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Lookup NU author(s): Dr Elena Katselli
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The proliferation of international organisations has been widely welcomed as enhancing the rule of international law. Yet, the (negative) impact of such proliferation on human rights should not be ignored. This paper addresses one specific aspect of the problem arising from possible human rights violations as a result of Security Council action. More specifically, as the Security Council’s powers for the maintenance of international peace and security grow substantially, so does the debate concerning the limits of such powers under international law. The matter would perhaps not be of such interest had it not been for the willingness of the Security Council in recent years to impose economic or even military measures against States, but also to take mandatory decisions which may have direct implications upon individuals. Accordingly, the growing significance of fundamental human rights and the emergence of the concept of collective interests set for the protection of the international community as a whole make it imperative to provide a clearly distinguished line between legitimate and illegitimate Security Council action. The problem of legitimacy becomes even more acute in the light of the absence of institutionalised procedures for the judicial/legal control of the Security Council’s powers. The paper concludes that the Security Council “is not a legal Alsatia” and that it is subject to legal restraints found in its constituent treaty, namely the United Nations Charter.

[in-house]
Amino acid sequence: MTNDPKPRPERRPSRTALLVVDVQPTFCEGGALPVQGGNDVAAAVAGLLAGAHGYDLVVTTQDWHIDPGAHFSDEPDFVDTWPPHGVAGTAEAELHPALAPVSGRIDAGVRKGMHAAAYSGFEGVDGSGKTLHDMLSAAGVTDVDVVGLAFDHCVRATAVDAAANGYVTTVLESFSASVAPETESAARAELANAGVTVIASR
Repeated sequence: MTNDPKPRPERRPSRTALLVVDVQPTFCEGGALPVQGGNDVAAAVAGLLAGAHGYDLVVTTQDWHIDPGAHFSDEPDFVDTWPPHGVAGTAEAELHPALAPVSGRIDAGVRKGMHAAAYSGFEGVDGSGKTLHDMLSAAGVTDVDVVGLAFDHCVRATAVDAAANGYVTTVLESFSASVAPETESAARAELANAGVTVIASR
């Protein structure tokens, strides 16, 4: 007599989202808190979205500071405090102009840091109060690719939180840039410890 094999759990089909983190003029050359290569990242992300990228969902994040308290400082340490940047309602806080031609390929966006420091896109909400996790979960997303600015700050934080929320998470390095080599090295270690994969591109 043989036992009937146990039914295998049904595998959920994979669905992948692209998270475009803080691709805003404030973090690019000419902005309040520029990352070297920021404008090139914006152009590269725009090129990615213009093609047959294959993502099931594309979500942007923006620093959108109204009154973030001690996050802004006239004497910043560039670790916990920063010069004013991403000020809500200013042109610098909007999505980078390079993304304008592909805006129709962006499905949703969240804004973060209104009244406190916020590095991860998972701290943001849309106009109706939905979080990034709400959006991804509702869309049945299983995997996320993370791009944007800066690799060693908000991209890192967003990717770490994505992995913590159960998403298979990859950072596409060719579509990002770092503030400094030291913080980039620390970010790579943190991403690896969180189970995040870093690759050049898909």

Author(s): Katselli E
Publication type: Article
Publication status: Published
Journal: Human Rights and International Legal Discourse
ISSN (print): 1783-7014
Publisher: Intersentia N.V.